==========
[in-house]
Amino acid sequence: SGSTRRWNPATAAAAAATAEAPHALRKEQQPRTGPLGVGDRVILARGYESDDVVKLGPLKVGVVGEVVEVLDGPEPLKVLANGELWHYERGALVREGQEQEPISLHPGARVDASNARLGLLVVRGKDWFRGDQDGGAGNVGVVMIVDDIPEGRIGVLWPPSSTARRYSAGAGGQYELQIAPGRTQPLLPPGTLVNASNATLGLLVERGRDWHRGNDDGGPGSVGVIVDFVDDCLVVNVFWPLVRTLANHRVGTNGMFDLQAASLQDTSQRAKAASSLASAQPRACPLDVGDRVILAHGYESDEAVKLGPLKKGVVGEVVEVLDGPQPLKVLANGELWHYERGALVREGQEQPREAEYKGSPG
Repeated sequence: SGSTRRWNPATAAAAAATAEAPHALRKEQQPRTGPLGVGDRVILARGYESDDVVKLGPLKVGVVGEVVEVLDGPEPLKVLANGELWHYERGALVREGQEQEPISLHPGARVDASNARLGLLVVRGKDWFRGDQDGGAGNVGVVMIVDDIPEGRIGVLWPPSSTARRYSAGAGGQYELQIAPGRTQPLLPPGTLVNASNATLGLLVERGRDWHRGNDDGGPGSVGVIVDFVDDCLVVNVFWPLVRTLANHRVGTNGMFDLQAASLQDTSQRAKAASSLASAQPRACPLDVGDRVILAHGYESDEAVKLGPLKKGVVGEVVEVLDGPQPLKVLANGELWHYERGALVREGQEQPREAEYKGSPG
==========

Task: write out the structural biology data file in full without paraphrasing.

[in-house]
Amino acid sequence: SGSTRRWNPATAAAAAATAEAPHALRKEQQPRTGPLGVGDRVILARGYESDDVVKLGPLKVGVVGEVVEVLDGPEPLKVLANGELWHYERGALVREGQEQEPISLHPGARVDASNARLGLLVVRGKDWFRGDQDGGAGNVGVVMIVDDIPEGRIGVLWPPSSTARRYSAGAGGQYELQIAPGRTQPLLPPGTLVNASNATLGLLVERGRDWHRGNDDGGPGSVGVIVDFVDDCLVVNVFWPLVRTLANHRVGTNGMFDLQAASLQDTSQRAKAASSLASAQPRACPLDVGDRVILAHGYESDEAVKLGPLKKGVVGEVVEVLDGPQPLKVLANGELWHYERGALVREGQEQPREAEYKGSPG
Repeated sequence: SGSTRRWNPATAAAAAATAEAPHALRKEQQPRTGPLGVGDRVILARGYESDDVVKLGPLKVGVVGEVVEVLDGPEPLKVLANGELWHYERGALVREGQEQEPISLHPGARVDASNARLGLLVVRGKDWFRGDQDGGAGNVGVVMIVDDIPEGRIGVLWPPSSTARRYSAGAGGQYELQIAPGRTQPLLPPGTLVNASNATLGLLVERGRDWHRGNDDGGPGSVGVIVDFVDDCLVVNVFWPLVRTLANHRVGTNGMFDLQAASLQDTSQRAKAASSLASAQPRACPLDVGDRVILAHGYESDEAVKLGPLKKGVVGEVVEVLDGPQPLKVLANGELWHYERGALVREGQEQPREAEYKGSPG